IN the superficial rush to cook with only the finest and most sought-after ingredients, the most dedicated followers of food fashion can be frightfully forgetful. Eagerly pursuing all the latest foodie trends, these latterday descendants of the Carnabytian Army march on from one fad to the next, guided by gurus clothed in white who spew wisdom and profanity in the same breath.
When lo, they say unto us that the next best thing is celeriac or Jerusalem artichoke, milkfed spring lamb or suckling piglet slaughtered under a crescent moon within an hour of being plucked from its sow’s aching breast, we cancel the order for two chickens and a pocket of potatoes and arrange a dinner party to show off quite how up to speed we are with what’s going on in the fickle foodie world.
Somewhere in the back of the foodie’s cranky mind, though, is a dim and unwanted memory of meals eaten in an earlier, simpler age when we didn’t think much about provenance and perfection and merely made dishes that we had tried once before and really liked. Some of these dishes, in my remembered experience, often involved meats that were chosen for their affordability. And I happen to believe that there are many of us who do have to watch the budget.
One of my favourite cuts of meat, ever since I was in my 20s, is beef shortrib. Back in the day I used to try my luck with various cheap cuts of beef to be slow-cooked, this being the only way to be sure they’ll turn out super-tender. The texture of some cuts is not great, and others are insanely fatty.
But the king of the cheap cuts, for me, is shortrib. It is blessed with superb layers of very tasty meat, marbled with fat, with slim bones at the lower end which add to the flavour during cooking and a neat finishing touch of fat on top to both enhance the taste and give you the opportunity of browning it for a final bit of aplomb on the plate and palate. It is, if we’re honest, a fabulous cut of meat which in no way deserves relegation to the end of the supermarket fridge where they keep the chuck and shin. But it does, like some of the best dishes in the world (notably in France), need time and patience.
Shortrib lends itself to a wintry dish, so the present shoulder season (in the southern hemisphere) is a chance to bring out this cut one more time before the summer kicks in and we turn our attention to less hearty meals. If you’re in the northern hemisphere, you might want to make this a few times through your long winter.
You’ll notice that the layout for this column is a little different. This is because we have decided to set out the ingredients for you in the traditional way, which doesn’t always suit my style of cooking – I am really not one for measuring, as I tend to cook instinctively – but I will try to get things in some kind of order as it does make sense for the reader. Just don’t be slavish about my approximate quantities.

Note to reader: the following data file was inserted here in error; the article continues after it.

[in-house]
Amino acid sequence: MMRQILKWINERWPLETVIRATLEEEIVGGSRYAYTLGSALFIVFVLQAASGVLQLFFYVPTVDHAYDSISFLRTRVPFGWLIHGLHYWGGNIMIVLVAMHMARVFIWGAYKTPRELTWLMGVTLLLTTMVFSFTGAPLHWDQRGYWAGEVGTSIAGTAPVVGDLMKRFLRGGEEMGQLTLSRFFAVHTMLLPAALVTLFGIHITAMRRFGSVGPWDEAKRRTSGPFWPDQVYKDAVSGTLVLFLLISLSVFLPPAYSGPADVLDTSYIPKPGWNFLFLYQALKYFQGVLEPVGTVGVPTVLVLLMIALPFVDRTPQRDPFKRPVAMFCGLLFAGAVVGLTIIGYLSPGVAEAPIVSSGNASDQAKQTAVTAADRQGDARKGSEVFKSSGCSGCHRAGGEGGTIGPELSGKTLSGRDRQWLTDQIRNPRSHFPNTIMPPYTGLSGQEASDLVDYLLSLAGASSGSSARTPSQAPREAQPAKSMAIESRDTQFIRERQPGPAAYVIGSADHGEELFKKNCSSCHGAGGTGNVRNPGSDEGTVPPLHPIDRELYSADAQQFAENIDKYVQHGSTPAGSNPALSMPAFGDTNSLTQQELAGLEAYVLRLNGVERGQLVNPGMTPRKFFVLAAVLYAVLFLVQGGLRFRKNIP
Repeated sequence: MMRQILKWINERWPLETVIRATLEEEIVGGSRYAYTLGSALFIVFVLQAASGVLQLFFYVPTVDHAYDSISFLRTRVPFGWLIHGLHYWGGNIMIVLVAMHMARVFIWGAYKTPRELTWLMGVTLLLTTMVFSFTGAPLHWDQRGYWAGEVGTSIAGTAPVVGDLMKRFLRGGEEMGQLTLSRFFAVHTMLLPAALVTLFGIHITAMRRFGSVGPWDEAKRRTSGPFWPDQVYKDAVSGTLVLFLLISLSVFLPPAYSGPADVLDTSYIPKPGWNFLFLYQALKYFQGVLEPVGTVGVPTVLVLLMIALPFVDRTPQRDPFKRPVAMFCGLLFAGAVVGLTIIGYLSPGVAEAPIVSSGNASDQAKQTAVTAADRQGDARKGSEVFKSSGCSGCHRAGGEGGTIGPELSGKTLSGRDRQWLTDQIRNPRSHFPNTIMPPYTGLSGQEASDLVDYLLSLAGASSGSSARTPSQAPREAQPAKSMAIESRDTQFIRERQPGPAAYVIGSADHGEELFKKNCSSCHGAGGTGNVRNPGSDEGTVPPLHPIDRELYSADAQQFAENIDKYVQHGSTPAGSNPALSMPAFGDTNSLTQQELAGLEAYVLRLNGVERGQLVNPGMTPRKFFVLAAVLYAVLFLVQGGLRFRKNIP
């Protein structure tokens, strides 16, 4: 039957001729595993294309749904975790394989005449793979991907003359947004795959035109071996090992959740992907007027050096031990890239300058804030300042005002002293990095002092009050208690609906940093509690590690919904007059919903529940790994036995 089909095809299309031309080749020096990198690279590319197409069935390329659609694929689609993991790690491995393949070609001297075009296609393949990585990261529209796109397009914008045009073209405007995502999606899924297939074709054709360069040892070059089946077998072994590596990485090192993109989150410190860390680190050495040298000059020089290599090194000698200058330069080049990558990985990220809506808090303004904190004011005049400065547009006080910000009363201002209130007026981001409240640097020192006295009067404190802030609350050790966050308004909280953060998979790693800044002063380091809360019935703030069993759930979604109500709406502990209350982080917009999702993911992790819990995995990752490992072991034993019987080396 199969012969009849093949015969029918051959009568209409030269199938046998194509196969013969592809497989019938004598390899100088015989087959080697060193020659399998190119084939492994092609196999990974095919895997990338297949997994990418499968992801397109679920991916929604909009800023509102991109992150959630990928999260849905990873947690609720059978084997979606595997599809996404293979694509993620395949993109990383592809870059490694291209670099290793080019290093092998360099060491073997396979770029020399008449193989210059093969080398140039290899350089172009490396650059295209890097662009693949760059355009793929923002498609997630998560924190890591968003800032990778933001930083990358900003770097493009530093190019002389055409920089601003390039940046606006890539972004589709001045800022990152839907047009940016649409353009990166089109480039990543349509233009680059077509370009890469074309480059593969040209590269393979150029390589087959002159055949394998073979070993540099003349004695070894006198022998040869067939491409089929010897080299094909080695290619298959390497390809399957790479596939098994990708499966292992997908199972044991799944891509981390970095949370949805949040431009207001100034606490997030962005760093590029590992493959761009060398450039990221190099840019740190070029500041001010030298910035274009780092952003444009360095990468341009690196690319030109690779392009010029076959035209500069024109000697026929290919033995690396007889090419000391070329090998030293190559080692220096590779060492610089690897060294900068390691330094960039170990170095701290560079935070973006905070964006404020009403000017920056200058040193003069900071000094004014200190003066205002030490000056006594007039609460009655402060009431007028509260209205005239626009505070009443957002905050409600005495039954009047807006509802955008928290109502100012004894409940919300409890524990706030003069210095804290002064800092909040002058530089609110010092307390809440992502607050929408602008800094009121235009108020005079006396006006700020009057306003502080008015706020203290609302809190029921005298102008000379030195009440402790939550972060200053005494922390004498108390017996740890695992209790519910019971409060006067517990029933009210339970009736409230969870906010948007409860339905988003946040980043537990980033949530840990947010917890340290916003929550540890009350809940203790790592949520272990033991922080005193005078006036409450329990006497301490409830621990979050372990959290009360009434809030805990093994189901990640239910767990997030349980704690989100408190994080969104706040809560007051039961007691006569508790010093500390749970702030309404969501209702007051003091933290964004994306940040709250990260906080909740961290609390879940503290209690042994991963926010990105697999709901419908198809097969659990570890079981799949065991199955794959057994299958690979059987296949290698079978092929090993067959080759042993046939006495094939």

Here’s the beef shortrib recipe I concocted the other day, which was satusfyingly appropriate for what was a cold and rainy night. It’s essentially peasanty in the French way with a gentle Asian kick from the rice vinegar and a delicious twist from the herb.
Beef shortrib with porcini and sage
800g beef shortrib
2T olive oil
1 large onion, thinly sliced
3 fat cloves garlic, crushed with the flat side of a large knife
100g dried porcini
1 cup (250ml) red wine
½ cup (125ml) rice vinegar
10-12 sage leaves
20 or so baby carrots (4 or 5 each)
Salt and crushed black pepper to taste
Soak the dried portcini mushrooms in the red wine and rice vinegar for about 45 minutes. In a heavy oven dish that can take stove-top heat, gently simmer the onions with the garlic in a little olive oil until soft. Remove. Add a little more olive oil and on a medium heat brown all the shortrib pieces on all sides. Return the onions and garlic to the pot and add the soaked mushrooms with their marinade, and the sage. Season with salt and pepper, and cook in a 160° oven for two-and-a-half to three hours. If you like, you can choose a lower heat, say 150°, and let it cook for four or even five hours, but keep an eye on it as the meat may disintegrate altogether (which can also be nice, more like a ragout in which the intention is to have the meat incorporated into its sauce). About 45 minutes before the end of cooking time, add the scrubbed baby carrots and make sure they’re immersed in the sauce. Remove from the oven to the stove top and leave for five minutes for the liquids to settle. The fats will rise to the surface. Skim the fat off and discard. Now carefully ladle the skimmed liquids and strain into a saucepan (through a sieve, Daisy). Reduce over a high heat until the sauce thickens of its own accord (you’ll notice that I don’t ever – ever – thicken a sauce with flour or, God forbid, Bisto. I always reduce. Shortrib is lovely served with creamy mashed potato. Don’t try this one on your more pretentious foodie friends. It can be our little secret.